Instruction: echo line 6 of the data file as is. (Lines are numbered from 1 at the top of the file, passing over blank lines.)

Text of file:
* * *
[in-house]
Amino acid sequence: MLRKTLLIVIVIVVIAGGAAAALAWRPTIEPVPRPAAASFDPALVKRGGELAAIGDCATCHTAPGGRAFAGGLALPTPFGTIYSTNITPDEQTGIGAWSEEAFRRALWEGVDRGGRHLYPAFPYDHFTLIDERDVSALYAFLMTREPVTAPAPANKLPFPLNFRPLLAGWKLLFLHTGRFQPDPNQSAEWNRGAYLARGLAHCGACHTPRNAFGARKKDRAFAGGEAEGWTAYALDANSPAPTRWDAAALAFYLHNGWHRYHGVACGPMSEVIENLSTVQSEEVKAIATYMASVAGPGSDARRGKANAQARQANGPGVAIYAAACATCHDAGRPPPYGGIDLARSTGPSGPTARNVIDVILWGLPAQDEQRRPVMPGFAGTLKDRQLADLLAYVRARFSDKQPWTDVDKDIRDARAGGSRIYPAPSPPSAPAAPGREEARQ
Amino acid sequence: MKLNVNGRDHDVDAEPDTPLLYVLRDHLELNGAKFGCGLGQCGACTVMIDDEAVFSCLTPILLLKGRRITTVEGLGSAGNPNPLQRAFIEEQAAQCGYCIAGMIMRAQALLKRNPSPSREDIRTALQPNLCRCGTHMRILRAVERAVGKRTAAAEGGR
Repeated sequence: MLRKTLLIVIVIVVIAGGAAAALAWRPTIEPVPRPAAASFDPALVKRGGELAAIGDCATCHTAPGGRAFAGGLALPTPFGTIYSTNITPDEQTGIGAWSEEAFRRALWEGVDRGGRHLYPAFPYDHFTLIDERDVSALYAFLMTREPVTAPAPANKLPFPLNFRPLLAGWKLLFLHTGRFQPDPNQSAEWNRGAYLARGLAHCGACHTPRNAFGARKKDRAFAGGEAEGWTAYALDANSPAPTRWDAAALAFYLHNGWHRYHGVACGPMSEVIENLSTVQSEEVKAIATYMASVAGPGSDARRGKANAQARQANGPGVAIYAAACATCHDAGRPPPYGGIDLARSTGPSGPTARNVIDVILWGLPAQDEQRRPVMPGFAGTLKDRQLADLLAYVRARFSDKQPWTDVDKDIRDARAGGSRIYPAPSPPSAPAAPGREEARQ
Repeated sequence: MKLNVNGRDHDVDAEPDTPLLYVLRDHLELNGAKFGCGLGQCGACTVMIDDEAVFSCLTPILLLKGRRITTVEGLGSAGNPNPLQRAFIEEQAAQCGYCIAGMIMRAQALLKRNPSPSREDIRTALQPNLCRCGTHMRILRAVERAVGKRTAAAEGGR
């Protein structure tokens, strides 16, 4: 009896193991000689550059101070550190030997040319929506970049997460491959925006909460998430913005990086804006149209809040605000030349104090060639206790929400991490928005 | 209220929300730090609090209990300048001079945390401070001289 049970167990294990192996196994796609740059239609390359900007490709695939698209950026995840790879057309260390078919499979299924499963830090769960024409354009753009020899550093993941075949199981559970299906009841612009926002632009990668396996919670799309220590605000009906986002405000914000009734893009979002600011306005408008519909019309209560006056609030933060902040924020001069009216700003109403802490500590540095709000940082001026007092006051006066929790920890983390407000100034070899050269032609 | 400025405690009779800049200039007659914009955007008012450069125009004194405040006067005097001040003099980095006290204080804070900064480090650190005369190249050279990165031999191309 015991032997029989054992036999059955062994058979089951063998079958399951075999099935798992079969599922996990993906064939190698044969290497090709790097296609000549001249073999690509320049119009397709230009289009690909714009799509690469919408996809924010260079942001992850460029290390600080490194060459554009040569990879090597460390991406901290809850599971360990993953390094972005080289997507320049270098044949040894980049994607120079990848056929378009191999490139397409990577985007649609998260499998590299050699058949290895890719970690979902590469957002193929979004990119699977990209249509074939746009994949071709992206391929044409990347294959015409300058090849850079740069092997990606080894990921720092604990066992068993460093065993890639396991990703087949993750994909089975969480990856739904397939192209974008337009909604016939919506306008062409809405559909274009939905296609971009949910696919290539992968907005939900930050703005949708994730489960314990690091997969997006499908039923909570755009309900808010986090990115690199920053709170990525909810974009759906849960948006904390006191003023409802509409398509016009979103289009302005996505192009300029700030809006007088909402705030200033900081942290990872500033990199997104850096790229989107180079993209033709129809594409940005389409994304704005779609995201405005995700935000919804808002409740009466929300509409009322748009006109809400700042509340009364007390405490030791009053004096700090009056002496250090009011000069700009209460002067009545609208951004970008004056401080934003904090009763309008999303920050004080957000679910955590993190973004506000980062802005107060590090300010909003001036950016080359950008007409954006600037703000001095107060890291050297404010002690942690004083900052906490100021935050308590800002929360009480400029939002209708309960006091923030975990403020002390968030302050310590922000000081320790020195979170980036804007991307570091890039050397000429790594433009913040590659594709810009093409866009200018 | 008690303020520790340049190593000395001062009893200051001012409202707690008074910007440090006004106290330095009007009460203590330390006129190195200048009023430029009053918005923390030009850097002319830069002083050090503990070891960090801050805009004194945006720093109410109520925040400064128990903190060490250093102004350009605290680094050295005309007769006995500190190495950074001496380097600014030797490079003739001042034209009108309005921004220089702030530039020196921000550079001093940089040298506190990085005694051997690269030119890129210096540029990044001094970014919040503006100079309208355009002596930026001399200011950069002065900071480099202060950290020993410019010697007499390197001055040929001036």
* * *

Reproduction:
């Protein structure tokens, strides 16, 4: 009896193991000689550059101070550190030997040319929506970049997460491959925006909460998430913005990086804006149209809040605000030349104090060639206790929400991490928005 | 209220929300730090609090209990300048001079945390401070001289 049970167990294990192996196994796609740059239609390359900007490709695939698209950026995840790879057309260390078919499979299924499963830090769960024409354009753009020899550093993941075949199981559970299906009841612009926002632009990668396996919670799309220590605000009906986002405000914000009734893009979002600011306005408008519909019309209560006056609030933060902040924020001069009216700003109403802490500590540095709000940082001026007092006051006066929790920890983390407000100034070899050269032609 | 400025405690009779800049200039007659914009955007008012450069125009004194405040006067005097001040003099980095006290204080804070900064480090650190005369190249050279990165031999191309 015991032997029989054992036999059955062994058979089951063998079958399951075999099935798992079969599922996990993906064939190698044969290497090709790097296609000549001249073999690509320049119009397709230009289009690909714009799509690469919408996809924010260079942001992850460029290390600080490194060459554009040569990879090597460390991406901290809850599971360990993953390094972005080289997507320049270098044949040894980049994607120079990848056929378009191999490139397409990577985007649609998260499998590299050699058949290895890719970690979902590469957002193929979004990119699977990209249509074939746009994949071709992206391929044409990347294959015409300058090849850079740069092997990606080894990921720092604990066992068993460093065993890639396991990703087949993750994909089975969480990856739904397939192209974008337009909604016939919506306008062409809405559909274009939905296609971009949910696919290539992968907005939900930050703005949708994730489960314990690091997969997006499908039923909570755009309900808010986090990115690199920053709170990525909810974009759906849960948006904390006191003023409802509409398509016009979103289009302005996505192009300029700030809006007088909402705030200033900081942290990872500033990199997104850096790229989107180079993209033709129809594409940005389409994304704005779609995201405005995700935000919804808002409740009466929300509409009322748009006109809400700042509340009364007390405490030791009053004096700090009056002496250090009011000069700009209460002067009545609208951004970008004056401080934003904090009763309008999303920050004080957000679910955590993190973004506000980062802005107060590090300010909003001036950016080359950008007409954006600037703000001095107060890291050297404010002690942690004083900052906490100021935050308590800002929360009480400029939002209708309960006091923030975990403020002390968030302050310590922000000081320790020195979170980036804007991307570091890039050397000429790594433009913040590659594709810009093409866009200018 | 008690303020520790340049190593000395001062009893200051001012409202707690008074910007440090006004106290330095009007009460203590330390006129190195200048009023430029009053918005923390030009850097002319830069002083050090503990070891960090801050805009004194945006720093109410109520925040400064128990903190060490250093102004350009605290680094050295005309007769006995500190190495950074001496380097600014030797490079003739001042034209009108309005921004220089702030530039020196921000550079001093940089040298506190990085005694051997690269030119890129210096540029990044001094970014919040503006100079309208355009002596930026001399200011950069002065900071480099202060950290020993410019010697007499390197001055040929001036």